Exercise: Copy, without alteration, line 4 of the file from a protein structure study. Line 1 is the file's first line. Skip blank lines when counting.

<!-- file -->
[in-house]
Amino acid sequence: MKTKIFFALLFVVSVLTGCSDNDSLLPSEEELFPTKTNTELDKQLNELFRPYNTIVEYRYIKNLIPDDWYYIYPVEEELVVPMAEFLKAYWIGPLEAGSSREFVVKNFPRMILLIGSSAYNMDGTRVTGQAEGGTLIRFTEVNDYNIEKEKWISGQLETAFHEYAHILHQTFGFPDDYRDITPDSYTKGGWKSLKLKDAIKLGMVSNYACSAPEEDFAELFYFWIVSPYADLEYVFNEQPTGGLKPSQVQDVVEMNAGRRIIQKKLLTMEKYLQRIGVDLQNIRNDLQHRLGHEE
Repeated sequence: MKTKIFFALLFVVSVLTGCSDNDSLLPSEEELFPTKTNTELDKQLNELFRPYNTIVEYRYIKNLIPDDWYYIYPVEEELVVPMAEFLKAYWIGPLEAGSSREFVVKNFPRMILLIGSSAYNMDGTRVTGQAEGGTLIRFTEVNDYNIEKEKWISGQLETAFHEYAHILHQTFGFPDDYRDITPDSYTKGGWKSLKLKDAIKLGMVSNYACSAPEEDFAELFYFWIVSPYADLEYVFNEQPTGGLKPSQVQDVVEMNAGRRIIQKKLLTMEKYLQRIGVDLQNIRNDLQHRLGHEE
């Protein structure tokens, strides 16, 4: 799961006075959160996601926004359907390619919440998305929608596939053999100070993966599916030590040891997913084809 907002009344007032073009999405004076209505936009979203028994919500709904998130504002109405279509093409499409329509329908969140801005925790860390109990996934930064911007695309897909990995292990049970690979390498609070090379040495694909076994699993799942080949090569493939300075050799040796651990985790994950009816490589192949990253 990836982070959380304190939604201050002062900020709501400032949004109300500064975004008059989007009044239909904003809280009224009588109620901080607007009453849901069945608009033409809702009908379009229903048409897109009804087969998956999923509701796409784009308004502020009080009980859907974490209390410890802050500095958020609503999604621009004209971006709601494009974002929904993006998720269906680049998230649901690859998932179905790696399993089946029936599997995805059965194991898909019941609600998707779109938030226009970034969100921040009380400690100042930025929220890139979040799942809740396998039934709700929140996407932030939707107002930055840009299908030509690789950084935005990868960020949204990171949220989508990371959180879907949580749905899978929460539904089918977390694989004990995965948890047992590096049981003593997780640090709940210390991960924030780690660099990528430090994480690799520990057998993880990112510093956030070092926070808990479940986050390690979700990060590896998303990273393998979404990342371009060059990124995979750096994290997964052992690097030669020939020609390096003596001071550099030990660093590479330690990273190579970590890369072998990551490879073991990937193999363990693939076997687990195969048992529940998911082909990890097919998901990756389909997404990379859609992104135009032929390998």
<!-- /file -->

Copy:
């Protein structure tokens, strides 16, 4: 799961006075959160996601926004359907390619919440998305929608596939053999100070993966599916030590040891997913084809 907002009344007032073009999405004076209505936009979203028994919500709904998130504002109405279509093409499409329509329908969140801005925790860390109990996934930064911007695309897909990995292990049970690979390498609070090379040495694909076994699993799942080949090569493939300075050799040796651990985790994950009816490589192949990253 990836982070959380304190939604201050002062900020709501400032949004109300500064975004008059989007009044239909904003809280009224009588109620901080607007009453849901069945608009033409809702009908379009229903048409897109009804087969998956999923509701796409784009308004502020009080009980859907974490209390410890802050500095958020609503999604621009004209971006709601494009974002929904993006998720269906680049998230649901690859998932179905790696399993089946029936599997995805059965194991898909019941609600998707779109938030226009970034969100921040009380400690100042930025929220890139979040799942809740396998039934709700929140996407932030939707107002930055840009299908030509690789950084935005990868960020949204990171949220989508990371959180879907949580749905899978929460539904089918977390694989004990995965948890047992590096049981003593997780640090709940210390991960924030780690660099990528430090994480690799520990057998993880990112510093956030070092926070808990479940986050390690979700990060590896998303990273393998979404990342371009060059990124995979750096994290997964052992690097030669020939020609390096003596001071550099030990660093590479330690990273190579970590890369072998990551490879073991990937193999363990693939076997687990195969048992529940998911082909990890097919998901990756389909997404990379859609992104135009032929390998």